Death and the Maydl: Jewish Femininity and the Denial of Beauty in the Art of Marc Chagall
The Clark University History Department presented "Death and the Maydl: Jewish Femininity and the Denial of Beauty in the Art of Marc Chagall," a talk by Olga Litvak, associate professor of history and the first incumbent of the Michael and Lisa Leffell Chair in Modern Jewish History at Clark.
Litvak explored perceptions of beauty in the work of acclaimed Belorussian Jewish artist Marc Chagall. Chagall’s work frequently featured images of Jewish women—particularly his first wife Bella—that allude to his romance with Jewish Eastern Europe. Professor Litvak raised the question, "Why does Chagall's beloved always look like a corpse?"
Litvak joined the Clark faculty this fall. She previously served as director of the Center for Jewish Studies at University at Albany, State University of New York. She has written and lectured on a wide range of subjects related to the study of Russian Jewry, including urban violence, literary and artistic life, war, revolution and migration. The editor of the Painting and Sculpture section of the landmark YIVO Encyclopedia of Jews in Eastern Europe (Yale, 2008), Litvak has also been pursuing the study of Jewish participation in the making of modern Russian visual culture.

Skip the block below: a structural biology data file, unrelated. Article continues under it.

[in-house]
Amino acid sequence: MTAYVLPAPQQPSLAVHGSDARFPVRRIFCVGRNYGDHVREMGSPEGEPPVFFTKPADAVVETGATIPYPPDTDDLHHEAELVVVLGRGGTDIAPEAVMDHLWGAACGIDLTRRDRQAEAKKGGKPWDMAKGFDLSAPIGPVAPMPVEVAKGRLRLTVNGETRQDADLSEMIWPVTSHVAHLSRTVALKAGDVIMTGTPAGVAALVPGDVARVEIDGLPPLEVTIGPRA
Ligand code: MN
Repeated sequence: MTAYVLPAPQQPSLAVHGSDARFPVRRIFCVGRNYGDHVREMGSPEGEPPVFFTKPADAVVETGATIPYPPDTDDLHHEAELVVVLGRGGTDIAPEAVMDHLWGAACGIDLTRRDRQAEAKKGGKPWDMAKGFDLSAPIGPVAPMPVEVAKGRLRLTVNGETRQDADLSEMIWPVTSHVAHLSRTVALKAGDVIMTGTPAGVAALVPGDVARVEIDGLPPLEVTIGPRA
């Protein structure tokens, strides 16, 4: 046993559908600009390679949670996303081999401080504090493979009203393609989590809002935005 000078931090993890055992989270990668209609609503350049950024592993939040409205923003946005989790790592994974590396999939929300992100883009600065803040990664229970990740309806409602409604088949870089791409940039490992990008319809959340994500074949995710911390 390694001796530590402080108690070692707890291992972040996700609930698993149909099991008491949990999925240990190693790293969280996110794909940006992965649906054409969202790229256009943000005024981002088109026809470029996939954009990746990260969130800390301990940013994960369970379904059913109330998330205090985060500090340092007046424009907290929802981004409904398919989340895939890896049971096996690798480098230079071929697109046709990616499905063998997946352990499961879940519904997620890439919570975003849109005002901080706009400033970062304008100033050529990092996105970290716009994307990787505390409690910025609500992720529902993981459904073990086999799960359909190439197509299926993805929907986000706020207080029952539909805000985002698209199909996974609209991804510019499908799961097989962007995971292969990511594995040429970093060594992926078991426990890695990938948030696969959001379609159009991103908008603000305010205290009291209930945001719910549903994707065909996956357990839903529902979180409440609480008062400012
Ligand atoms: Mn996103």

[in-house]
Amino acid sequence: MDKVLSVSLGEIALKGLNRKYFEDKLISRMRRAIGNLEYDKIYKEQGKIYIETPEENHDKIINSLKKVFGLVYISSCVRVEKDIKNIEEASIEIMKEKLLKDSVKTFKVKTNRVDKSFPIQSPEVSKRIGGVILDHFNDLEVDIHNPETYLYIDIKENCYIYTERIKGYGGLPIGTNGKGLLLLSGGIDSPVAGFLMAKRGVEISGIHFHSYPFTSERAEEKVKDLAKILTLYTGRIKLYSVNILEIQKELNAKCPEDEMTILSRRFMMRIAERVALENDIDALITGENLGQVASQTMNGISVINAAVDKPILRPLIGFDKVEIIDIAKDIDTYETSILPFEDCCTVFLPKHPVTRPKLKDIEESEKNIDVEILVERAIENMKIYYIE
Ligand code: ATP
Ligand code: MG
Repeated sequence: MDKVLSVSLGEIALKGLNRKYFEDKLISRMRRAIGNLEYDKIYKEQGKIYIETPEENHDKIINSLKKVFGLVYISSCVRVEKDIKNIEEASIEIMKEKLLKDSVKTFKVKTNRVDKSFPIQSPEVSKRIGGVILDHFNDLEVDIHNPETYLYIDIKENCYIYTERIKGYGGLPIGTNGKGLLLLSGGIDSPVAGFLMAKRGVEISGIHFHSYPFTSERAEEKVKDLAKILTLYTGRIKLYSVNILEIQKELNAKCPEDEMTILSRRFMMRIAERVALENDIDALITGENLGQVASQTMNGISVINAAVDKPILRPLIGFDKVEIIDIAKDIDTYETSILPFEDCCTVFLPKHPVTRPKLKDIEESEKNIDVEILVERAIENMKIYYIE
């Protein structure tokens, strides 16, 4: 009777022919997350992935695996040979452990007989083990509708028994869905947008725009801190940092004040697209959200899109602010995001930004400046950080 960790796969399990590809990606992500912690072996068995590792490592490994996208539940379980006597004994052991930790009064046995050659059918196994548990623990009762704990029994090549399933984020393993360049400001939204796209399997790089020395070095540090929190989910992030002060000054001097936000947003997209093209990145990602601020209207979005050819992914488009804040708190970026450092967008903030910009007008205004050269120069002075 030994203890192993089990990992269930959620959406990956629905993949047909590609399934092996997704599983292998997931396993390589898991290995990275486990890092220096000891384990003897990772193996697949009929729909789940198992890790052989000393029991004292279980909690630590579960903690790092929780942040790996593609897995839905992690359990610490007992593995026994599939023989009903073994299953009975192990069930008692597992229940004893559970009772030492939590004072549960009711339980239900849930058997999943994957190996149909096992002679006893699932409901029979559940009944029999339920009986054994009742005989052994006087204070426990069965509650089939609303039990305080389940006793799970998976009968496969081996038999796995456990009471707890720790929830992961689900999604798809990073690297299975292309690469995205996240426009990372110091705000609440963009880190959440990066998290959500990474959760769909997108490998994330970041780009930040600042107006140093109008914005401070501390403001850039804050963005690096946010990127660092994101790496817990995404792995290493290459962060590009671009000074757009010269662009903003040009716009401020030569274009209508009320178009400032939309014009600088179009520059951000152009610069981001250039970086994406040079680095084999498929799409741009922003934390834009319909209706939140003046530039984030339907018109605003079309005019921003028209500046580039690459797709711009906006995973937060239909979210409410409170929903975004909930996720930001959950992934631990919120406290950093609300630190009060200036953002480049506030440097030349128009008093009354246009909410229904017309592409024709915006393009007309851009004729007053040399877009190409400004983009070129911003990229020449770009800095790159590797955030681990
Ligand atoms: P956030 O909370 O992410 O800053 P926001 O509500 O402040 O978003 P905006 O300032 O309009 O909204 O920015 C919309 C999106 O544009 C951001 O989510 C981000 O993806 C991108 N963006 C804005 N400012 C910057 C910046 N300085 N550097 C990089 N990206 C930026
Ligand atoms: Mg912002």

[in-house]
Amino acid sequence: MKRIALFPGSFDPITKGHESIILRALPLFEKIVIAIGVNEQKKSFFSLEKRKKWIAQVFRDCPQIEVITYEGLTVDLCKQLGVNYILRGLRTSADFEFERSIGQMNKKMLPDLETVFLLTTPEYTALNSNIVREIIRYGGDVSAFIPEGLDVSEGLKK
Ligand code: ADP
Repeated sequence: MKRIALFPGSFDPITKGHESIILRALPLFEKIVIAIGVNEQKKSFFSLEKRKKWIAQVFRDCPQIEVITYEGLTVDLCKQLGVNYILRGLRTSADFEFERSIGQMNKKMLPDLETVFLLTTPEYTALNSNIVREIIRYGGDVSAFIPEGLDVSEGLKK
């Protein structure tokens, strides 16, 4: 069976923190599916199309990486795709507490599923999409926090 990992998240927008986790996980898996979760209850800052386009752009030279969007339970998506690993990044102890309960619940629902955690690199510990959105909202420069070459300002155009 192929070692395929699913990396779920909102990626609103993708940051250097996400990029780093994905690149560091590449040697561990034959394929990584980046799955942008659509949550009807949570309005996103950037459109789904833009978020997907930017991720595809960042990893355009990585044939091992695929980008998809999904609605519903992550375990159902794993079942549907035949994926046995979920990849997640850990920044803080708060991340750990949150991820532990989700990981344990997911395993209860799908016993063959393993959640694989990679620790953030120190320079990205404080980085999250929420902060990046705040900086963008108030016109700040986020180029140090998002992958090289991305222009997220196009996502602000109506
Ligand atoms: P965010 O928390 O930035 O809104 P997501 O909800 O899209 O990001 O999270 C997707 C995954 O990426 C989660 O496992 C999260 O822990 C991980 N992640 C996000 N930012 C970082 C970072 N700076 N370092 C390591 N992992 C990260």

University, Clark, "Death and the Maydl: Jewish Femininity and the Denial of Beauty in the Art of Marc Chagall" (2008). Clark University Event Archive. 149.